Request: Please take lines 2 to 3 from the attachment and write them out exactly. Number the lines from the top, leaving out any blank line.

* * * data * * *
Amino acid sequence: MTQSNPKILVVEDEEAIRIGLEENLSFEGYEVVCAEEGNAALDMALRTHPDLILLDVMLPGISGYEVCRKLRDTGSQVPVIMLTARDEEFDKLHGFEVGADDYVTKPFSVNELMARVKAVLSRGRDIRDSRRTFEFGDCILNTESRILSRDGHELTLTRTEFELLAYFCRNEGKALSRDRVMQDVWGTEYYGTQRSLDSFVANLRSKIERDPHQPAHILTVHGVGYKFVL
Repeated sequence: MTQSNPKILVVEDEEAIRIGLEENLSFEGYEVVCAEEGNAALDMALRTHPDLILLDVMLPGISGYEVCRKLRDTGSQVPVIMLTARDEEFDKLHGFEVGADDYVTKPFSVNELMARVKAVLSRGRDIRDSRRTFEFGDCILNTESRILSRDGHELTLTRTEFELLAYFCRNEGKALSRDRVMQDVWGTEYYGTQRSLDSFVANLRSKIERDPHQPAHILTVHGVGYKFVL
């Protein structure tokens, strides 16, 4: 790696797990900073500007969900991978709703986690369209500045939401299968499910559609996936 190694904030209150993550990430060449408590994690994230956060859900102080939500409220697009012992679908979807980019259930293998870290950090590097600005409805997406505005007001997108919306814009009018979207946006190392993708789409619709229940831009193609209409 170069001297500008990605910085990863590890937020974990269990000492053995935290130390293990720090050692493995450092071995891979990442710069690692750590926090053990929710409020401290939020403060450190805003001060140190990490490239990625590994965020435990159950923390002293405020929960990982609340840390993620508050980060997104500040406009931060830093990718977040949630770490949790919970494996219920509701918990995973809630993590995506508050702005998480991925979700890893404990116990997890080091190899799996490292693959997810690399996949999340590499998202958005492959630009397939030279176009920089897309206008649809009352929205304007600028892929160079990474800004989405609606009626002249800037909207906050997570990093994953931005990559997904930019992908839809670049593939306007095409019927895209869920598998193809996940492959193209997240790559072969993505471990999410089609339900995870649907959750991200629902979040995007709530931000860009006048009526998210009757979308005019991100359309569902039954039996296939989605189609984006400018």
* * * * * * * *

Repeated sequence: MTQSNPKILVVEDEEAIRIGLEENLSFEGYEVVCAEEGNAALDMALRTHPDLILLDVMLPGISGYEVCRKLRDTGSQVPVIMLTARDEEFDKLHGFEVGADDYVTKPFSVNELMARVKAVLSRGRDIRDSRRTFEFGDCILNTESRILSRDGHELTLTRTEFELLAYFCRNEGKALSRDRVMQDVWGTEYYGTQRSLDSFVANLRSKIERDPHQPAHILTVHGVGYKFVL
């Protein structure tokens, strides 16, 4: 790696797990900073500007969900991978709703986690369209500045939401299968499910559609996936 190694904030209150993550990430060449408590994690994230956060859900102080939500409220697009012992679908979807980019259930293998870290950090590097600005409805997406505005007001997108919306814009009018979207946006190392993708789409619709229940831009193609209409 170069001297500008990605910085990863590890937020974990269990000492053995935290130390293990720090050692493995450092071995891979990442710069690692750590926090053990929710409020401290939020403060450190805003001060140190990490490239990625590994965020435990159950923390002293405020929960990982609340840390993620508050980060997104500040406009931060830093990718977040949630770490949790919970494996219920509701918990995973809630993590995506508050702005998480991925979700890893404990116990997890080091190899799996490292693959997810690399996949999340590499998202958005492959630009397939030279176009920089897309206008649809009352929205304007600028892929160079990474800004989405609606009626002249800037909207906050997570990093994953931005990559997904930019992908839809670049593939306007095409019927895209869920598998193809996940492959193209997240790559072969993505471990999410089609339900995870649907959750991200629902979040995007709530931000860009006048009526998210009757979308005019991100359309569902039954039996296939989605189609984006400018």